Nfld. & Labrador

'I will walk away': Ryan Cleary challenges FFAW to allow independent audit

Aspiring labour leader Ryan Cleary has issued a challenge to the Fish, Food and Allied Workers union, saying he will walk away from his movement if the FFAW will allow an independent audit of its books.

FFAW says it already conducts yearly audits; Canadian Labour Congress lobs broadside at Cleary

Ryan Cleary is leading an upstart union called the Federation of Independent Seafood Harvesters, or FISH-NL. (Mark Quinn/CBC)

Aspiring labour leader Ryan Cleary has issued a challenge to the Fish, Food and Allied Workers union, saying he will walk away from his movement if the FFAW will allow an independent audit of its finances.

But the union says that's already being done.

It's the latest tactic by Cleary in his bid to form a new union exclusively for Newfoundland and Labrador fish harvesters, to be called the Federation of Independent Seafood Harvesters, or FISH-NL, and comes as the head of the Canadian Labour Congress strongly condemns Cleary's efforts.

'Too much to hide'

"I will walk away from Fish-NL, I will walk away from this movement, period, if the FFAW agrees to allow a third party to go in and do a forensic audit of the FFAW, all government money going in, all fees that fish harvesters pay in," Cleary told CBC News Tuesday.

Cleary quickly added it's a challenge he doesn't expect will be accepted because "they have too much to hide."

The FFAW responded with a statement saying Cleary's challenge is moot, because the union is already audited by an independent firm.

"Ryan Cleary is asking us to do something we already do," the statement read.

"In addition, our audited statements are reviewed and adopted by our membership at conventions."

No transparency, trust, says Cleary

When notified of the FFAW response, Cleary said those audits are "absent of details," including how much government money is given to the union, adding "fish harvesters say there is no transparency. There is no trust."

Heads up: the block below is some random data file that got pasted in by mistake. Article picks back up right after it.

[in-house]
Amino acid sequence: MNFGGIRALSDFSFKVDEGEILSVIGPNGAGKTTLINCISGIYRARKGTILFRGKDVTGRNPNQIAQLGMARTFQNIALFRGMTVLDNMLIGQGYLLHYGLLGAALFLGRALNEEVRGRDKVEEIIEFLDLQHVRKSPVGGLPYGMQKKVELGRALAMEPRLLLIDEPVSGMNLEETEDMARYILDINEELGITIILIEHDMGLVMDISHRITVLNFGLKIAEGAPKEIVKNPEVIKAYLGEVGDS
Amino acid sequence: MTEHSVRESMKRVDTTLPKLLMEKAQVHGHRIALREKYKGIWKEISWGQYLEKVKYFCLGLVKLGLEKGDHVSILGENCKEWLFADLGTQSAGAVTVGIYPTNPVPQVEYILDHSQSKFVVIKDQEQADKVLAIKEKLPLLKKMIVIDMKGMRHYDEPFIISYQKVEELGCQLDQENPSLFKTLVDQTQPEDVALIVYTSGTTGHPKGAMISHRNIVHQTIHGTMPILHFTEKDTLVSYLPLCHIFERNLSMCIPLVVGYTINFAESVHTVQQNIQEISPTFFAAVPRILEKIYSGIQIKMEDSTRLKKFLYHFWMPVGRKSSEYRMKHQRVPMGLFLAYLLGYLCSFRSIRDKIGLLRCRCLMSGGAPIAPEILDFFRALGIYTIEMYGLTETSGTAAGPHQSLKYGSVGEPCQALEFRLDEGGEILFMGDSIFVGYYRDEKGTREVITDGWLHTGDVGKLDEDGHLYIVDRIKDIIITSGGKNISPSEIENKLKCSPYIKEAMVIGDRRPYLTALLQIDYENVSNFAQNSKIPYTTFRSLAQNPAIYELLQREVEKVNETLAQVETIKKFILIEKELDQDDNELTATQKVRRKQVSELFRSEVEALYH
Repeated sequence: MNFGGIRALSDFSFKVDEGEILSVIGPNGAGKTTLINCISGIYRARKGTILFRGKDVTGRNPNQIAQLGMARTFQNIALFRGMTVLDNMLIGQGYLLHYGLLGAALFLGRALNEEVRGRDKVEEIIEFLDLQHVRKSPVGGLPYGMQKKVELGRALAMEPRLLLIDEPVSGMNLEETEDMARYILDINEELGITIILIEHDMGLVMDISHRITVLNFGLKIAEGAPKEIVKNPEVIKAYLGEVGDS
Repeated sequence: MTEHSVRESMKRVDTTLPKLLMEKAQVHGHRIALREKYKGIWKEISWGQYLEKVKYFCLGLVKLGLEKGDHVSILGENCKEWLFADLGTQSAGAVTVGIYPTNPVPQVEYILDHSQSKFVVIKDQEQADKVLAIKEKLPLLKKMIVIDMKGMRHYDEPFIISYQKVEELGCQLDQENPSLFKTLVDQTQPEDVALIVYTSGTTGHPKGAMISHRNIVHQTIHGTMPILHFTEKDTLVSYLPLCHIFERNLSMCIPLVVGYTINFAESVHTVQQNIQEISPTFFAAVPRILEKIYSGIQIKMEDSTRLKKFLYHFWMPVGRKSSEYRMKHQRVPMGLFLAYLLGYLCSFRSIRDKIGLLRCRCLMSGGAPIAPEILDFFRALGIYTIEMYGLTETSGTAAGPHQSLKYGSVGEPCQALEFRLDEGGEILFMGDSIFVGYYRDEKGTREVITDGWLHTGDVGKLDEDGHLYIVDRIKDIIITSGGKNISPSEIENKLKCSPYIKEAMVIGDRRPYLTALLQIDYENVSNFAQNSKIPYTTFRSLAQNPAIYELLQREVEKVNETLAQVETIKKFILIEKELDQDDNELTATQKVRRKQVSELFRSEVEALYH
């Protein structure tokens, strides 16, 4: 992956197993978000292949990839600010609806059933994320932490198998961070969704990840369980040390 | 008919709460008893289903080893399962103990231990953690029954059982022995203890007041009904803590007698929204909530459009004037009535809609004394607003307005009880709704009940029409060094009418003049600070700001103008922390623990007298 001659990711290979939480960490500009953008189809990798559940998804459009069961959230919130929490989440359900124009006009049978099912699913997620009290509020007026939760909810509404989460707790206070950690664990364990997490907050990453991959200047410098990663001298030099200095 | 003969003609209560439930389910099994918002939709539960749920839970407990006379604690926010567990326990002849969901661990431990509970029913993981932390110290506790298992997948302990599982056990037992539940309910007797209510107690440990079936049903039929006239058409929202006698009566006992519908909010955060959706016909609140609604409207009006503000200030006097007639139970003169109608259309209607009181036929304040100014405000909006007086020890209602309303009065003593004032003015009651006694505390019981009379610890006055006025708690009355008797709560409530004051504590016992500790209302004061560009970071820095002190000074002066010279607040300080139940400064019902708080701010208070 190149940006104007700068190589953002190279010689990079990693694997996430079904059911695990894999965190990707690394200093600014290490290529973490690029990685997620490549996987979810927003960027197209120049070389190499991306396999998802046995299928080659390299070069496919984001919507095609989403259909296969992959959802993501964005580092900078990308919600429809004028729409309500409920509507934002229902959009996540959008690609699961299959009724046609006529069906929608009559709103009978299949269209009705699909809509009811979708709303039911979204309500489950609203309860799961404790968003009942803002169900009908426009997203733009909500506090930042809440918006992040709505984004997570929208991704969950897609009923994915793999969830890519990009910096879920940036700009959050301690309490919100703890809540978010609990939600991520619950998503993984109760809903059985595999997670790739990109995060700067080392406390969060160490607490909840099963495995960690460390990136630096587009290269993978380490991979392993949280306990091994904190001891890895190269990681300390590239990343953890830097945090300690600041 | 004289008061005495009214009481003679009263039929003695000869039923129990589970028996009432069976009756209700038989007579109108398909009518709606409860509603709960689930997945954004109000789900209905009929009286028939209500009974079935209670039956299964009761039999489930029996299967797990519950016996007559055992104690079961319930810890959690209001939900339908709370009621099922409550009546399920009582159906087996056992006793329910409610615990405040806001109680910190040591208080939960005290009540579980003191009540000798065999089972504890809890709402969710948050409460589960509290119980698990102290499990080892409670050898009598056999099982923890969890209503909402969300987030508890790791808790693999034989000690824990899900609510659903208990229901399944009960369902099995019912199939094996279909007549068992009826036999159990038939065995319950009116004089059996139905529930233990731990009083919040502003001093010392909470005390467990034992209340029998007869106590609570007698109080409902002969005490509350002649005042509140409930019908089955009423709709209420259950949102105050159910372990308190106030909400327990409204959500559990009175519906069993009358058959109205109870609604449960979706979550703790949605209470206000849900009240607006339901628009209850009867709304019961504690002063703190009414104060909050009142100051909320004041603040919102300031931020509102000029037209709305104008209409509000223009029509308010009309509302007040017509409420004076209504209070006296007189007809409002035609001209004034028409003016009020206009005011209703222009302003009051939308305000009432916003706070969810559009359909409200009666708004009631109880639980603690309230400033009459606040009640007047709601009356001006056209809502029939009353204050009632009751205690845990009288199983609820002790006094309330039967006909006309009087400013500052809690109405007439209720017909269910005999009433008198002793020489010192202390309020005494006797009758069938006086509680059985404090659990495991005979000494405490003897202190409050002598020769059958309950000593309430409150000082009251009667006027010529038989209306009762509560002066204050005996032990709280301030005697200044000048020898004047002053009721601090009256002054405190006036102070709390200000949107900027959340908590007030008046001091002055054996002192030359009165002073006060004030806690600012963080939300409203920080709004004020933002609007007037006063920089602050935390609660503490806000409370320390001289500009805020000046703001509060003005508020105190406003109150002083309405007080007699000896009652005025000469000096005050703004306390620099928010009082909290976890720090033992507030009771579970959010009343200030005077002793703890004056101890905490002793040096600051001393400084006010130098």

He repeated his assertion that the FFAW is closely linked to a mysterious crab quota and fishing vessel, and believes a forensic audit would prove it.

Keith Sullivan, president of the Fish, Food and Allied Workers Union, wants to see a fisheries renewal fund back on the table as a federal election issue. (Eddy Kennedy/CBC)

As far as FFAW president Keith Sullivan is concerned, Cleary's claim has no merit.

Cleary has accused the FFAW of a conflict of interest, questioned its financial management practices, and suggested it is no longer representing the best interests of its members because it receives "untold millions" from Ottawa.

The former MP and journalist is leading an effort by a splinter group of disgruntled FFAW members in a bid to establish a new union.

But that effort suffered a setback this week in the form of a letter to Cleary from Hassan Yussuff, president of the influential Canadian Labour Congress.

Yussuff called Cleary's efforts to "raid" the FFAW opportunistic and divisive.

"The nature of raids leads to the type of angry and divisive behaviours we are now witnessing," Yussuff wrote in an Oct. 3 letter to Cleary.

Yussuff's letter was in response to an earlier request from Cleary for the CLC to investigate the FFAW.

But Yussuff said the CLC will not launch any investigation "at your request."

"Mr. Cleary, the Canadian labour movement has long been looking to eradicate behaviour such as what you are attempting here," Yussuff wrote.

"This is in fact an attempt to raid the FFAW-Unifor and create a role for yourself as its leader."

Hundreds attend meetings

The FFAW represents harvesters, trawlermen and those who work in the processing sector, but there's growing signs of discontent among fish harvesters.

Cleary's group recently held organizational meetings in Corner Brook and Clarenville, with each drawing hundreds of prospective members.

An inaugural convention for FISH-NL is now planned for Oct. 27 in Gander, and a union card-signing drive will take place in November and December, said Cleary.

"We're moving full steam ahead," Cleary said, brushing off suggestions the CLC letter was a setback.

Hassan Yussuff, president of the Canadian Labour Congress, says Ryan Cleary's bid to form a separate fish harvesters union will hurt, not help, workers. (Ryan Remiorz/Canadian Press)

Cleary described Yussuff's letter as a personal attack, adding the CLC president did not address any of Cleary's concerns.

If FISH-NL can get more than half of the province's estimated 10,000 harvesters to sign union cards, it's expected that a vote will be held to certify the proposed new union.

This would effectively gut the FFAW of most of its membership.

Cleary gets some advice

The movement won't be getting any support from Yussuff or his organization.

"It is unfortunate that you are taking people down this road when our movement and the FFAW-Unifor are working together to fight on behalf of workers and not against each other," Yussuff wrote.

"We work together to build belonging and advance the rights of workers, not divide them. I would hope your behaviour going forward could work to that end."